The Cognac region is divided into six sub-regions (or cru) with Borderies situated in the epicentre, surrounded by the other five sub-regions (crus): Grande Champagne, Petite Champagne, Fins Bois, Bons Bois, and Bois à Terroirs. Each of these cru impart their own characteristics (which the French refer to as “specificity”) on the grapes grown in the respective areas due to subtle but influential differences in soil, micro-climate and situation.
Cognac mythology, brand marketing departments, and indeed land prices, point to the best cru being those located at the centre of the region, particularly Grande Champagne and Petite Champagne, with Borderies widely regarded for the nutty and floral aromas it tends to impart in Cognacs. Fins Bois is also well regarded and important in blending but wines from the two outermost crus, Bons Bois and Bois à Terroirs, tend not to be used at all by the larger houses. These outlying crus are comparatively sparsely covered in vineyards and those vineyards that remain are mainly used by small family Cognac houses, or for the production of Pineau des Charentes.
Camus take a different approach to the sourcing of their wines, recognising that even vineyards in the same cru may be some distance apart so some vineyards will be much better than others. The best vineyards in Bons Bois may be better than some vineyards in Grande Champagne. They also seek diversity of styles to give a broader selection for blending with some interesting and characterful wines coming from vineyards in less regarded crus.
Camus celebrate the diversity in character of different cru, particularly with their single cru Cognacs from Borderies and Ile de Ré, an island in the most westerly part of the Cognac appellation.
But it is the use of Borderies that particularly sets Camus apart. Borderies is highly regarded and also a very small cru, representing only around 5% of the total Cognac region (some 3,500 hectares) so supplies are very limited. Recognising this and the importance of Borderies to their style of Cognac, over generations the Camus family has built their holdings to become the largest vineyard owners in Borderies with 188 hectares (464 acres). Camus’ total estate comprises an impressive 280 hectares (691 acres) (not all vineyards).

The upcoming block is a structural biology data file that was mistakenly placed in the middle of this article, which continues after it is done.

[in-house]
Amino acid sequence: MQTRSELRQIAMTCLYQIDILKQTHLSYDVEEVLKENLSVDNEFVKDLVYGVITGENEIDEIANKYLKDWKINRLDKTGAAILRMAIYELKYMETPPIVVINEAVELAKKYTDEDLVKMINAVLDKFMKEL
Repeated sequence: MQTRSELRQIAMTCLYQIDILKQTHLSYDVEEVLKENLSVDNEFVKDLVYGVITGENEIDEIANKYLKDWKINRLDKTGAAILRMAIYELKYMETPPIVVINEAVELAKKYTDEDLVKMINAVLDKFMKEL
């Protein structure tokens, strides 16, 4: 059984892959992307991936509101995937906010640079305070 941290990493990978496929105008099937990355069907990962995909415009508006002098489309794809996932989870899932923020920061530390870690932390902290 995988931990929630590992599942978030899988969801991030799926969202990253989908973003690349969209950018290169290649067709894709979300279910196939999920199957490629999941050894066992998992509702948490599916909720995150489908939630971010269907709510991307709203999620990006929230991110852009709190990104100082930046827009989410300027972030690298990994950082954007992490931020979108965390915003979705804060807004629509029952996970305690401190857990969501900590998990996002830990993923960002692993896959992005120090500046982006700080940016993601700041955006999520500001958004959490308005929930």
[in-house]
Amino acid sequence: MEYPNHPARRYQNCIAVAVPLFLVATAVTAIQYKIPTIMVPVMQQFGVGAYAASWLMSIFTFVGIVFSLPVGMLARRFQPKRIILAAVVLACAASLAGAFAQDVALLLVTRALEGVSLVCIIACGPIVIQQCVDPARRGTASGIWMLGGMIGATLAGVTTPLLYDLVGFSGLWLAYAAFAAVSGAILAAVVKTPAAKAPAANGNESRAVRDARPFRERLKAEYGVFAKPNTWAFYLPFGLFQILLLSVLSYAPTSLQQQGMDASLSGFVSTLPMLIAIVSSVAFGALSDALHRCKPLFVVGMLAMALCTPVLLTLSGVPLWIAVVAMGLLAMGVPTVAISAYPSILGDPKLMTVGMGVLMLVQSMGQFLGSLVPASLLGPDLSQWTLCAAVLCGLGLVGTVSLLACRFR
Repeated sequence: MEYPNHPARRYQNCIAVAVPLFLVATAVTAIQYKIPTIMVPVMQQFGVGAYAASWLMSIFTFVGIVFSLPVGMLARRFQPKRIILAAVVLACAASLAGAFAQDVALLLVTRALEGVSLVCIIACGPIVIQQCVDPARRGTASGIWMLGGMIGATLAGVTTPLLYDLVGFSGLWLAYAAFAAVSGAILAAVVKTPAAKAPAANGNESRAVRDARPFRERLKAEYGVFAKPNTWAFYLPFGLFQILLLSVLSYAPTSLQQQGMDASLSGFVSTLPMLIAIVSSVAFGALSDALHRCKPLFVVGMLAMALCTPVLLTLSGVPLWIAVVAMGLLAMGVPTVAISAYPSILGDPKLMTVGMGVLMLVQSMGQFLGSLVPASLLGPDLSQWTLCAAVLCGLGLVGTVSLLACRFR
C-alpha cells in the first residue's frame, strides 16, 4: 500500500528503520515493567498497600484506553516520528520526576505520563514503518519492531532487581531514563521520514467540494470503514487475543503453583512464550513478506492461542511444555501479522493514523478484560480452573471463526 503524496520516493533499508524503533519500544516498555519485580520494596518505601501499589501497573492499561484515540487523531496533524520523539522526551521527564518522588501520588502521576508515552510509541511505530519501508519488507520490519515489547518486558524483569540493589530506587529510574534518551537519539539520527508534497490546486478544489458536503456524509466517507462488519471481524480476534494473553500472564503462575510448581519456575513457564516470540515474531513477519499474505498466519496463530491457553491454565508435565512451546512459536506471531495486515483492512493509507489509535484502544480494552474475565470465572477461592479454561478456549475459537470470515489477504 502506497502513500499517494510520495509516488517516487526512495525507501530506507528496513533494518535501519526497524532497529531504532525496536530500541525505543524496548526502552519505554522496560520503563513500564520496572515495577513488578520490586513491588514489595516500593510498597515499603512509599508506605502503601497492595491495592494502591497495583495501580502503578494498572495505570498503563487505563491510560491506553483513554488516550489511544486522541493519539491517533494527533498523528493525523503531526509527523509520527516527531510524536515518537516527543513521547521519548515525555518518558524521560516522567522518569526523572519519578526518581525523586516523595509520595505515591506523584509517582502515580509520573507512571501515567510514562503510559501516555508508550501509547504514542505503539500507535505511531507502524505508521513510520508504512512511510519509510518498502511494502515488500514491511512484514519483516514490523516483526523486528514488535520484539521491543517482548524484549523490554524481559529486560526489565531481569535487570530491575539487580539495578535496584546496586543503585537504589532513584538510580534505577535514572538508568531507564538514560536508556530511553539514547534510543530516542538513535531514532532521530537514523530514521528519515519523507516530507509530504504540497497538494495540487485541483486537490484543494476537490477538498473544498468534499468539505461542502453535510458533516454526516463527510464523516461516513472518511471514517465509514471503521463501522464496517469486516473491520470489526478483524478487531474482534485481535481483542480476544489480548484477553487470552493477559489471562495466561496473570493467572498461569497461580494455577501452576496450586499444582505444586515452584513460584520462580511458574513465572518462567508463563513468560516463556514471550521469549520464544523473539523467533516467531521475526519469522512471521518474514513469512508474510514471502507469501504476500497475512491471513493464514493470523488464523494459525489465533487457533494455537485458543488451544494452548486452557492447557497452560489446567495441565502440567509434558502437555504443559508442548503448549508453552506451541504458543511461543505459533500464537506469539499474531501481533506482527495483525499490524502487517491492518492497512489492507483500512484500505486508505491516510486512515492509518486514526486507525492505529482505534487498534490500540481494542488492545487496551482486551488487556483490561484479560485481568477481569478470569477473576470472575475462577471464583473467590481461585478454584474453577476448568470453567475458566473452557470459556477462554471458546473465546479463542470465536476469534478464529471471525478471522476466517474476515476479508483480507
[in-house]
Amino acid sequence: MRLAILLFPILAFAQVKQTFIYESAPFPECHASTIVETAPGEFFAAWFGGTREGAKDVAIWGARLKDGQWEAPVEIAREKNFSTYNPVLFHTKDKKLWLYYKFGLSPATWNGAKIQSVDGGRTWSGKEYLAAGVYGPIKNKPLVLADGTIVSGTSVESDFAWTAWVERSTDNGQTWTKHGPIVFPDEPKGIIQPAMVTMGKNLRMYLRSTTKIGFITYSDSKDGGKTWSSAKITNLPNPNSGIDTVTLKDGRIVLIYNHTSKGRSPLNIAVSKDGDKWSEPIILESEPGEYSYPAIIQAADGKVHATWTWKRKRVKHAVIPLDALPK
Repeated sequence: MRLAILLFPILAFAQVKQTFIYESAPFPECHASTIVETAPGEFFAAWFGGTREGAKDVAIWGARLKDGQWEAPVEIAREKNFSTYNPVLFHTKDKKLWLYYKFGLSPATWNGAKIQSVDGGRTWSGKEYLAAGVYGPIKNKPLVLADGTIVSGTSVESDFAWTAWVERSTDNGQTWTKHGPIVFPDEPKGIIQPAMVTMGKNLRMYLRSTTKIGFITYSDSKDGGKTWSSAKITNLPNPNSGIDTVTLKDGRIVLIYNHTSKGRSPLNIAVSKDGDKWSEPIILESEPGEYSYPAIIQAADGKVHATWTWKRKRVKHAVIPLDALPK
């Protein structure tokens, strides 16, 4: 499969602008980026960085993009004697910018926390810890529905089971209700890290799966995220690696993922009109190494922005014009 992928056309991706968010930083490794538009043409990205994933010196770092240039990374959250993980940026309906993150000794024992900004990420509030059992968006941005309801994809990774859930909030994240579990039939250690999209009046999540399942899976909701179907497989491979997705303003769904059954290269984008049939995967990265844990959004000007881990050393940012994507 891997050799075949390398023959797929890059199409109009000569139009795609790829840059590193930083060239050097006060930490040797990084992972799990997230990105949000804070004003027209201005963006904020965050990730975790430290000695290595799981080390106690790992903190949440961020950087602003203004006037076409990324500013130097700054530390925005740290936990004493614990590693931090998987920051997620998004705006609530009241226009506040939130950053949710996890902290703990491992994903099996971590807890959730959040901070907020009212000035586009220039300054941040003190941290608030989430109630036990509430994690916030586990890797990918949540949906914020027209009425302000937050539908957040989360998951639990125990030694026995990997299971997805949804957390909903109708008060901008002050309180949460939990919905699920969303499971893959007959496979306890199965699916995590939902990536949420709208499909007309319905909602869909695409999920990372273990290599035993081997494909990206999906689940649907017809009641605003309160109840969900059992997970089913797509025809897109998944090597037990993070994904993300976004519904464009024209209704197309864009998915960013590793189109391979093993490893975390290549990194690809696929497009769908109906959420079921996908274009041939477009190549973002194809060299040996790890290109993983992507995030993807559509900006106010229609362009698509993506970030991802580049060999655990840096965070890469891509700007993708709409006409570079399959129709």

Set deep in the heart of the Borderies Cru and built in a magnificent Charente style, La Gîte is the main domain of the Camus family. This estate was bought by Jean-Paul Camus in 1991. Château du Plessis, also in Borderies, is the Camus family home and where they host guests. The foundations of this castle date back to the sixteenth century.
Borderies floral character plays a key role in Camus’ blends. Unusually, Camus also bottle single Cognacs made exclusively from Borderies wines.
Camus Very Special
One of a new range of Camus cognacs produced using their ˝Instensity˝ distillation process to produce intensely aromatic cognacs. Launched in April 2019,
Launched in April 2019, Camus VSOP is one of a range of Camus cognacs produced using their ˝Instensity˝ distillation process to produce intensely aromatic
Camus XO is one of a new range of Camus cognacs produced using their ˝Instensity˝ distillation process to produce intensely aromatic cognacs launched
Camus VSOP Borderies
A limited edition single-cru and single estate cognac made exclusively with grapes from Camus owned vineyards in Borderies.
Camus XO Borderies
A limited edition single-cru and single-estate XO cognac produced using grapes from the most prized vines in Borderies vineyards owned by Camus.
Originally released to celebrate the Millennium, Camus Extra is blended from cognacs between 30 and 50 years old and is presented in an elegant crystal
Camus Extra Dark & Intense
Released in 2015, Camus Extra Dark and Intense is a blend of Cognacs, particularly from Fine Champagne and Borderies crus, aged between 30 and 50 years.
Camus Île de Ré Fine Island
A cognac made from grapes grown on Île de Ré, an island off the west coast of France in the Bois à Terroirs cru, the most westerly region of the Cognac
Camus Ile de Ré Double Matured
The eaux-de-vie are first matured in a damp cellar on Ile de Ré then transported to Cognac where they are re-casked in very old barrels which have been